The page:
world, it is hopelessly inadequate and thus, you might suppose, an obvious concern for a go-ahead Government with a mandate for change. Early indications, however, are that New Labour is as indifferent to our problems as the last lot.
Ladies' race: And also for Lydia Pearce, whose pre-eminence in such events was something of a blank cheque for punters through much of the 1990s. Races for amateur riders of either sex are generally contested by poor, unreliable individuals of very doubtful stamina - and sadly, the horses are even worse. As such, they are hardly the ideal betting medium, but if you always back the best jockey, you can usually be sure that, whatever other shortcomings the beast may
have, it is the best part of a stone well-in with its rivals. Unfortunately, Mrs Pearce's career is now seems to be drawing to a close, but one heir apparent is Emma Ramsden, (that's Ramsden, as in the trainer Lynda and Jack, her professional gambler husband).
Lent, not lost: Arguably the most stupid aphorism ever invented, even in the rich breeding ground for cod philosophy that is the average betting shop. Your selection has been beaten but it didn't get a clear run, needed further, ran green and/or (it's usually and) the jockey was a jerk. Thus, the money you backed it with is lent, not lost, and will undoubtedly be repaid, with generous interest, in the not too distant future. This belief also appears in Chapter One of the Teach Yourself Guide to Economics, by Nick Leeson.
Ladbrokes: Established in 1886 in the Warwickshire village from which it takes its name, Ladbrokes moved its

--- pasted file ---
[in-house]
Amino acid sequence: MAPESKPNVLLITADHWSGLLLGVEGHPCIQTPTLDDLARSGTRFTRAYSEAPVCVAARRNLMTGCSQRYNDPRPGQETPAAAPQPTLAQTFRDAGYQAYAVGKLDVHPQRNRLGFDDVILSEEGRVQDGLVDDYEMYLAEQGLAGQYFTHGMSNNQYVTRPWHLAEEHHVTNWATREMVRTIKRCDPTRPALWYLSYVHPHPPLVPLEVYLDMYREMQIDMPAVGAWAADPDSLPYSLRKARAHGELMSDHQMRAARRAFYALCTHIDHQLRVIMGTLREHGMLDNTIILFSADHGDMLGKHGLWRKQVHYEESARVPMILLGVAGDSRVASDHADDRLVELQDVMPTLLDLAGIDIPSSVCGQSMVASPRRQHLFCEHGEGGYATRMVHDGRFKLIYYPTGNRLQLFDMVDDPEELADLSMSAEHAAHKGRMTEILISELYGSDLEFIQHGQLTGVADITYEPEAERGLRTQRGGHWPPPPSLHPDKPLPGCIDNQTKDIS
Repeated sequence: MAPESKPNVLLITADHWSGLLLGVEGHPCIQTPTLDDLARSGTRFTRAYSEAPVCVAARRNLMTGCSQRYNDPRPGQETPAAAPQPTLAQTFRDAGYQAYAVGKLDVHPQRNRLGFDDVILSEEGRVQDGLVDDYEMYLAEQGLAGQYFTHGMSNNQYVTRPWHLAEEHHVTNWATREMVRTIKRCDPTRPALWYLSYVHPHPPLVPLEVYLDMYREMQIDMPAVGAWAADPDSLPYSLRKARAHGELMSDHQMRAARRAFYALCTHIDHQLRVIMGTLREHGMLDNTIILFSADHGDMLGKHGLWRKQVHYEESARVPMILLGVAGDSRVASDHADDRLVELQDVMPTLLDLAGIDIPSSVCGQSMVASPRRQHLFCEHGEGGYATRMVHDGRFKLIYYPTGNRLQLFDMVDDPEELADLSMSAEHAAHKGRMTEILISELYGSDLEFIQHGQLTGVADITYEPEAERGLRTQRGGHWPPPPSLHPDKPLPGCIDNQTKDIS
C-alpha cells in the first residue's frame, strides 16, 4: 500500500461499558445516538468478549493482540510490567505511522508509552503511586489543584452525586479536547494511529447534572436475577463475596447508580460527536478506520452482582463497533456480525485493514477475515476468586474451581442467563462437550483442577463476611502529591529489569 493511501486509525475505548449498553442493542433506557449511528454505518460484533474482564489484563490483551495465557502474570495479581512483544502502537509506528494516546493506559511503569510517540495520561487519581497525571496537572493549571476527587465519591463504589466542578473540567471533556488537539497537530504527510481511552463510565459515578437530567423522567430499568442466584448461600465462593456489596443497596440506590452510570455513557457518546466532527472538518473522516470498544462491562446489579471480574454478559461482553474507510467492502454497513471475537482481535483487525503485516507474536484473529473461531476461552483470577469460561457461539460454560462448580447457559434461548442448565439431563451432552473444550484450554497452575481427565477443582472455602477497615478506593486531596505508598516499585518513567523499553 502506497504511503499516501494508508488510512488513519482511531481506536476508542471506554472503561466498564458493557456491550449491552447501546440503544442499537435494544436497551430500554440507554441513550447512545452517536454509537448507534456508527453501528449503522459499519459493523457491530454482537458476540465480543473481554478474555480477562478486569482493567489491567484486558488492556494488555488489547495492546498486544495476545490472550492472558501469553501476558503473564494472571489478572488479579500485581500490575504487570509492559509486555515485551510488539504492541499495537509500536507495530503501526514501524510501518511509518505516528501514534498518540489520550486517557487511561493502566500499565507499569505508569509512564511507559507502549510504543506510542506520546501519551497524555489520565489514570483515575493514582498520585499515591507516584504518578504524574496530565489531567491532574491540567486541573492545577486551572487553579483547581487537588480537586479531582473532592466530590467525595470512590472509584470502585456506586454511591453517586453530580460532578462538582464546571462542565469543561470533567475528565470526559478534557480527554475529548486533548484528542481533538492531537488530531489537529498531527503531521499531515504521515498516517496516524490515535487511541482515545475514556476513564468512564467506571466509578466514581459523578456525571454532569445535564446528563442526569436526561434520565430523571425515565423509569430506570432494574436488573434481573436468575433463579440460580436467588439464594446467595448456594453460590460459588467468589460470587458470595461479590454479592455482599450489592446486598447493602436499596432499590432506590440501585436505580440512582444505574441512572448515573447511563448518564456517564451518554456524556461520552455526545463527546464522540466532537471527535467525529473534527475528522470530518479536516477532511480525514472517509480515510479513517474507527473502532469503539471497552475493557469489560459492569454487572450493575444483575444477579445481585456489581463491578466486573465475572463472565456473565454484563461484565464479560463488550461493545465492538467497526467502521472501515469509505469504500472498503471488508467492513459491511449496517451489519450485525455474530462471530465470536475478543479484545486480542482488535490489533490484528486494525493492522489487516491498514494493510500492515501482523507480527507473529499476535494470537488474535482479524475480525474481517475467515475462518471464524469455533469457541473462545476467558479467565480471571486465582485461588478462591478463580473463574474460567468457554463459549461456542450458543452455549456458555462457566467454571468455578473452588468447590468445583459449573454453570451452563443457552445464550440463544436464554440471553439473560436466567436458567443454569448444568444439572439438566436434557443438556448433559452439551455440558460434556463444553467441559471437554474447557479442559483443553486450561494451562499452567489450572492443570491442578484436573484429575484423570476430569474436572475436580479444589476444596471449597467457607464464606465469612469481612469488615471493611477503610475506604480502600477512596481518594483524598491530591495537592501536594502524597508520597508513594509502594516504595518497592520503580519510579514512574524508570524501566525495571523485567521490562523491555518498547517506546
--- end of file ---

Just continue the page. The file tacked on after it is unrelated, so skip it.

operation to London well before the First World War, where it cultivated a clientele which was the complete opposite of that which it pitches to today. Snotty to the point of rudeness about who they would do business with, Ladbrokes were turf accountants to the aristocracy (and even now, so rumour has it, several members of the Royal family would not dream of punting with anyone else). From their credit office in Burlington Street, Ladbrokes were purveyors of ruin to the landed gentry on a scale that would be matched only by the introduction of death duty, a couple of generations later. The business plan changed radically, however, when Cyril Stein, son of the legendary pre-War rails bookmaker Snouty Parker, took over as
chairman in 1966. Stein was quick to appreciate the potential of off- course betting shops, which had been legalised five years earlier, and through a combination of tireless acquisition and an approach to the competition which was straight out of Jaws, built the firm into Britain's biggest bookie, before expanding elsewhere. "Is that the best deal you've ever done?" he was famously asked after adding Hilton Hotels to the Ladbrokes portfolio for pounds 645 million in 1987. "It's the best deal anyone's ever done," Cyril replied, and even in the post-Stein years, his firm exhibits the same egalitarian willingness to impoverish anyone, whatever their class.
Loch Ness Monster: The proven existence of which is 500-1 with William Hill, a price that must surely persuade even the most gullible of Sassenachs that the Scottish Tourist Board has been having them on these past 60 years. Novelty odds on such
events as aliens landing in Trafalgar Square, Lord Lucan turning himself in to the police or Manchester City winning the Premiership are generally nothing more than an easy source of silly season publicity for the bookies, and of no interest at all to serious punters. A few optimists, though, have 500-1 about a British winner of the men's singles at Wimbledon before the turn of the century safely hidden away - (the price is now down to single figures). When Mecca took over William Hill a few years ago, meanwhile, only one major stumbling block emerged when the accountants went through Hills' books. The multi-million pound buyout is said to have come close to stalling - because Mecca did not want to take on Hills' pounds 3m liability over the reappearance of Elvis.Reuse content